AOPA’s Mark Baker On G100UL: “A Big Darn Deal”


Given the sometimes Byzantine politics, the players in the unleaded avgas effort have to take public stances that are sometimes different from what they say privately. In this video, AOPA’s Mark Baker explains that he worked quietly in the background to help get GAMI’s G100UL fuel through the STC process. Now comes the hard part: getting the new fuel to market.


  1. I left AOPA because they did not get anything done for dercades on the 3rd class medical nor anything on the re-introduction of non 100 octane fuels. They still haven’t. Basically as an aviation PAC they (like the NRA) stopped representing most of their base. All the approval did was to hasten price increse and once again push the “one size fits all” 100 octane fuel that’s not needed in most small GA airplanes.

    The phrase “thank you sir may I have another” comes to mind.

    • Mo Gas is available. 94UL is available. All you need to do is go to your local airport and negotiate a lease to have a self-serve fueling station. Then make the investment in the equipment, satisfy the regulations, negotiate with a supplier, and set up shop. Along the way you may figure out why your local FBO hasn’t done the same and sticks to one fuel for everyone.

      • Amen. currently lists 16,873 sellers of ethanol-free gasoline. Many offer 91 AKI or higher, what is needed most often by mogas STCs and TCs. All fuel terminals have ethanol-free since ethanol may not be pumped through pipelines. The aviation alphabets could have done the vast majority of GA pilots a big favor 30+ years ago by getting mogas onto airports, but they failed. Costs spiraled upwards and people left aviation for good. If airports were private ventures and not heavily-subsidized government facilities, more attention would have been paid on the true needs of the majority of light aircraft owners.

      • Elton, EXACTLY.
        Point being is that AOPA has done exactly ZERO on this for the last 30 years. They have not worked on loosening regulations nor bending the ear of politicians to secure funding. That’s why I pulled my membership years ago when they joined the myopic “one fuel” team. This interview is their crowning achievement in comfortable neglect.

        • What would you have them do? It sounds like you can run lower octane, and it’s approved. Your beef is with private business owners that don’t see the payback from the capital investment to offer more than one fuel. There’s no “one fuel” requirement anywhere. It’s economics.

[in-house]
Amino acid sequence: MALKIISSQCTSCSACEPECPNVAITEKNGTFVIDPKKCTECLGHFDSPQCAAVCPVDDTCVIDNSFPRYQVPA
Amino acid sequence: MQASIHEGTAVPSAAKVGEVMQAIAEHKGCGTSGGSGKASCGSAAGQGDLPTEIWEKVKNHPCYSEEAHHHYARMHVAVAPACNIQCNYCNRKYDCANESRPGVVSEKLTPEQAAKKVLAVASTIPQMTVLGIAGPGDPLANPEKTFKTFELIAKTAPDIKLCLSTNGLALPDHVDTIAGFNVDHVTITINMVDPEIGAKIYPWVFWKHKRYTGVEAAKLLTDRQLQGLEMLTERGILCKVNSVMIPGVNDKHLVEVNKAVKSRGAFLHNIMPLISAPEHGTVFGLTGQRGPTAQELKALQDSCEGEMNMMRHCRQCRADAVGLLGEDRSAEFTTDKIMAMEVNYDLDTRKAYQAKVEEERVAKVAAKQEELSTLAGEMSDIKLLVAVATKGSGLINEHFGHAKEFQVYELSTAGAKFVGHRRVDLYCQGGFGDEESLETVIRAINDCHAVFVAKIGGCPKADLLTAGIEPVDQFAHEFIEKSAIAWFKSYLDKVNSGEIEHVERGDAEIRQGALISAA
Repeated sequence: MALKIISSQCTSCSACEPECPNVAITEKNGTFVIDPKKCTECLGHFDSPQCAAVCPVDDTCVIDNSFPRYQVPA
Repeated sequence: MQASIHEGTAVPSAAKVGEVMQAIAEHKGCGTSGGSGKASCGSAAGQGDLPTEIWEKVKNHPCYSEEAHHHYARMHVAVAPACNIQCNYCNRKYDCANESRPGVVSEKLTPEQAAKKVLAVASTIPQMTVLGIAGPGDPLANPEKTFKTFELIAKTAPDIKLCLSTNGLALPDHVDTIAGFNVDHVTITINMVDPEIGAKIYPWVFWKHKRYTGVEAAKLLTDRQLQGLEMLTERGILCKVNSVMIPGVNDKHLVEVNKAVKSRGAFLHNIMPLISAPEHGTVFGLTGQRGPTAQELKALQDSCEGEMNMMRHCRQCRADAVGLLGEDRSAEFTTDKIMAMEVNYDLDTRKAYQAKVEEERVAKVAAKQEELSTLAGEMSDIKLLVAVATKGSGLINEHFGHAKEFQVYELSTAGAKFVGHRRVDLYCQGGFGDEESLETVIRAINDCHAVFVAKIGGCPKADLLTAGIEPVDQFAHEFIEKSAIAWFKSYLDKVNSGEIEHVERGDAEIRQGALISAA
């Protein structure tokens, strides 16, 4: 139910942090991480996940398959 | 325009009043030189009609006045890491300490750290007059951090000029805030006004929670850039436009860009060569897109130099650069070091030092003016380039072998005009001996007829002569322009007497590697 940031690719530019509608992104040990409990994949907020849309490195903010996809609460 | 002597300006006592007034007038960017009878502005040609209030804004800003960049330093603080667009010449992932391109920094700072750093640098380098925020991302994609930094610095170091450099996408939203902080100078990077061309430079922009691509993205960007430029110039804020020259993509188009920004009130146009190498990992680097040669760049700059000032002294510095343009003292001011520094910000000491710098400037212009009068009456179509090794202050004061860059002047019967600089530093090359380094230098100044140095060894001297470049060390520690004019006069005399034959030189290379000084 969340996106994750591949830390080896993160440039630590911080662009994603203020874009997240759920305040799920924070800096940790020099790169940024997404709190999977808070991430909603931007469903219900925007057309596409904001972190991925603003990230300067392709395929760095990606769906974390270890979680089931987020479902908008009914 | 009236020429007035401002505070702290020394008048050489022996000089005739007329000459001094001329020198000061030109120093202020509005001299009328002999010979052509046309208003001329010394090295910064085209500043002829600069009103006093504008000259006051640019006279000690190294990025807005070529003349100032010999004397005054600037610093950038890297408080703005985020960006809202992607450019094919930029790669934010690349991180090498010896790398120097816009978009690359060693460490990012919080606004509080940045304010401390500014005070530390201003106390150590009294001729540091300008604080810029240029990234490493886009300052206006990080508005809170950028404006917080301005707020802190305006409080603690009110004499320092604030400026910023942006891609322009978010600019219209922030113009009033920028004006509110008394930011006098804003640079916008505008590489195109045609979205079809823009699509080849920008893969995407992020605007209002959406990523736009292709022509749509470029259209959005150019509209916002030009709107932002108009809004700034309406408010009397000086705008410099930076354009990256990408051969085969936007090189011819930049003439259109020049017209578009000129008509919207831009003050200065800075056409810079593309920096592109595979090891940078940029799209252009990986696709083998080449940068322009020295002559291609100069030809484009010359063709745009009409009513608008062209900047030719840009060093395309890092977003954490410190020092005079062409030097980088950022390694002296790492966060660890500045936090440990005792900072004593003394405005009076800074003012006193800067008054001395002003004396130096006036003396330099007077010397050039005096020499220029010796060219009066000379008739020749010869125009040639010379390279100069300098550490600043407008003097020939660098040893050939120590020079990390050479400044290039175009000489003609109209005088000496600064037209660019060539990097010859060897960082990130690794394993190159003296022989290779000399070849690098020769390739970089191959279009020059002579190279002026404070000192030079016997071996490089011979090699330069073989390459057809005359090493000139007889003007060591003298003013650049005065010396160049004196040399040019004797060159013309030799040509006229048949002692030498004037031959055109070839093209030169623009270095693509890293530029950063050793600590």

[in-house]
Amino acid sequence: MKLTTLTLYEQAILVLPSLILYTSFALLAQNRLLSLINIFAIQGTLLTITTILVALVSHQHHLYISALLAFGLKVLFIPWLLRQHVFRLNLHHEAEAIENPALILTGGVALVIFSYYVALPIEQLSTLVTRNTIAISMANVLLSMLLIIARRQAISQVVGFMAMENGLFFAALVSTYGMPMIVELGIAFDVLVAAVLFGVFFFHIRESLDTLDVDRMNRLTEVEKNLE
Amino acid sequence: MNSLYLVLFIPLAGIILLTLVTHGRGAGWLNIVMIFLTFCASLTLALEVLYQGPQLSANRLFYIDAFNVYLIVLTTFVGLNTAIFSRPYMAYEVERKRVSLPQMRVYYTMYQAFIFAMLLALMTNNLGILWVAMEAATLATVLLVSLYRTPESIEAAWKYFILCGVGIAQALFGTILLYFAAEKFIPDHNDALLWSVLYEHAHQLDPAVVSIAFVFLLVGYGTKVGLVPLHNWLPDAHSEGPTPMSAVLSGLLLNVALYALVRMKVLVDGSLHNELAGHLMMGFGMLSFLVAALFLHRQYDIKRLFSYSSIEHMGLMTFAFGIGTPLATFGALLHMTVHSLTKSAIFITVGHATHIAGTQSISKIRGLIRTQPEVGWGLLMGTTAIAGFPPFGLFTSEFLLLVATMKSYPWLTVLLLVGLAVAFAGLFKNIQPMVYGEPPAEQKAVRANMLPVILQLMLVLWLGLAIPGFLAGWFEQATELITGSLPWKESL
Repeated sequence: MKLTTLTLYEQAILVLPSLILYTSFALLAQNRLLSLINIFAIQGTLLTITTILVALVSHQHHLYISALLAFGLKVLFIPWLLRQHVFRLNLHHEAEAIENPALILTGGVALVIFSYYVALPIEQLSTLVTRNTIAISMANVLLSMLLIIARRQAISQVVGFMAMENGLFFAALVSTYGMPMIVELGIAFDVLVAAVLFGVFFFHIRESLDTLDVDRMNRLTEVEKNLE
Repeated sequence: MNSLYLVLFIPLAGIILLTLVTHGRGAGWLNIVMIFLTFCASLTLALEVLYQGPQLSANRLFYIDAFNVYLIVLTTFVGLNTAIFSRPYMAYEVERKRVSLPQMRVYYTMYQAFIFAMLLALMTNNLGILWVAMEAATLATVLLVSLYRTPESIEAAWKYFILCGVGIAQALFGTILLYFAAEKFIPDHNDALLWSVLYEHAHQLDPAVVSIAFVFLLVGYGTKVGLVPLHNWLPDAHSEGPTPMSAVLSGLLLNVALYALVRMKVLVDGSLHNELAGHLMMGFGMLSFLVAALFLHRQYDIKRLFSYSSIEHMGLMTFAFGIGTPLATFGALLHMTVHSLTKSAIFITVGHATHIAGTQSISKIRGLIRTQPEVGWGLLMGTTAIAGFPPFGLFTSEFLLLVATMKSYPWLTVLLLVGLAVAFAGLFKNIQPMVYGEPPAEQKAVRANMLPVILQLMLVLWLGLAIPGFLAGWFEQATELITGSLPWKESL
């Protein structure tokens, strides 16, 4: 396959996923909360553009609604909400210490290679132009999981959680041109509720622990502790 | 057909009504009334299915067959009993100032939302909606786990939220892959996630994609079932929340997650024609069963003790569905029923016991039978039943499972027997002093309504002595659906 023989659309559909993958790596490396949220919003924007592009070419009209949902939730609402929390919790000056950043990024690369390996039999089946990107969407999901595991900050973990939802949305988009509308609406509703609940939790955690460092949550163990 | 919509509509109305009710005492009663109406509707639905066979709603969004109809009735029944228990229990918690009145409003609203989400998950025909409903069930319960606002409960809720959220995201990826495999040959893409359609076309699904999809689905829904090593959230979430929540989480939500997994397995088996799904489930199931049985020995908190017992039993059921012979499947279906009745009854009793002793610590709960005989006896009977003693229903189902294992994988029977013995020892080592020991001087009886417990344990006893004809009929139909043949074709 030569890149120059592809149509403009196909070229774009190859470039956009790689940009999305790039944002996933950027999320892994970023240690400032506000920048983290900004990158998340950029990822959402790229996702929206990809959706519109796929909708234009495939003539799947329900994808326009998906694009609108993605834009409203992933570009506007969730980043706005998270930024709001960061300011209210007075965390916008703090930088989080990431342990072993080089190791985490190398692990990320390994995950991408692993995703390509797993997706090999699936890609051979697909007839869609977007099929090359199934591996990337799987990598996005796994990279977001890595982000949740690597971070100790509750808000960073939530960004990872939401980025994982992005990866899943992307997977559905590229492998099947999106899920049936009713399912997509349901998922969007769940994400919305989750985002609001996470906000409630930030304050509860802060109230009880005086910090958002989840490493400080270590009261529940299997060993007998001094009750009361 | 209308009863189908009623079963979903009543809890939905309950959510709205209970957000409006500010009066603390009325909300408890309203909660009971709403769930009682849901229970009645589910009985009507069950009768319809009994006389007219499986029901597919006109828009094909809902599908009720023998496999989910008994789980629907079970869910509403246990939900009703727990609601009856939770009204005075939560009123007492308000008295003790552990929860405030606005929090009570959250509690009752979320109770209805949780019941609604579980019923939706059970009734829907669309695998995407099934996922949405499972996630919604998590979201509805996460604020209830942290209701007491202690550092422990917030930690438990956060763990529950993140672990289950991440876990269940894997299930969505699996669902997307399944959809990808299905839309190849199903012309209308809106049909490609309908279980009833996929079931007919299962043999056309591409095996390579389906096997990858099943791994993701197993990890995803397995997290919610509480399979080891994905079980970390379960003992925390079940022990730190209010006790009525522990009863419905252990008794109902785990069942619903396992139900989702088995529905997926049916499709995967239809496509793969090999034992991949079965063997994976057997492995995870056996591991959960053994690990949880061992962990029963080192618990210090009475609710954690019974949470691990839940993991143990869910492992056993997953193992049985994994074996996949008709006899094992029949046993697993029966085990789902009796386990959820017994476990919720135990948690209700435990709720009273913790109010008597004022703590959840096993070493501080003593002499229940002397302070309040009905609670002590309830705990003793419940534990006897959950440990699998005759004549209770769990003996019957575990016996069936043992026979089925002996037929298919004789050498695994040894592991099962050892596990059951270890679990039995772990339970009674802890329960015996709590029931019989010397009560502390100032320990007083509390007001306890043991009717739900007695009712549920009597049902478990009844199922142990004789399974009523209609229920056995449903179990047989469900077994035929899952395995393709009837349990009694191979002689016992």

• I drive past at least 30 gas stations on my way to work. Each one has at least 4 grades of fuel (3 tanks). My “beef” is with a PAC like AOPA that is unwilling to help the bulk of their supporter; us who do not need 100 octane. They have not even lifted one finger to assist in what every gas statiuon in America has been able to do. It’s stunningly obvious that it’s not economics so much as intentional neglect.

  2. Dolly Patton’s effective business philosophy: to succeed you must be the first, the least expensive or the best. Preferably two or all three. I don’t see how this new boutique fuel satisfies any criteria. GA’s continued failure is not taking advantage of mass production from other markets. Home builders do however, using Mogas-burning auto engine conversions with inexpensive parts available at the local car parts store and fuel from tens of thousands of sellers. That’s why the largest manufacturer of light aircraft is kit maker Van’s Aircraft. Italy’s Tecnam has a policy that all its aircraft must be able to run on Mogas. The same for Austria’s Rotax, the world’s largest producer of aircraft engines. My impression is that the GA lobby is myopic and going backwards.

  3. Count this Virginia RV-7 owner who flies coast to coast annually as a “California type”, in Mark’s words. Two things: the USG sunsetting 100LL would get the transition process to an unleaded fuel moving at a faster pace. Mad scramble, the GA community going berserk, AOPA in full-throated congressional testimony action? For sure. What time horizon would be fair to fliers and the fuel industry?
    Secondly, California and states that automatically mirror its environmental policies are banning the sale of ICE-driven cars in 2035 – with an increasing proportion leading up to that date. If they’ll prohibit ICE featuring cutting edge emissions control mechanisms, how will they feel about ICE (turbine engines are also ICE) that have no emission control mechanisms at all? Are the Cirusses, Pipers, and Cessnas keeping an eye on this possibility?
    Paul, perhaps you or another aviation journalist could look into this issue? BTW, plug-in hybrids will remain acceptable in 2035 California, so perhaps the GA producers are spending some money on that option?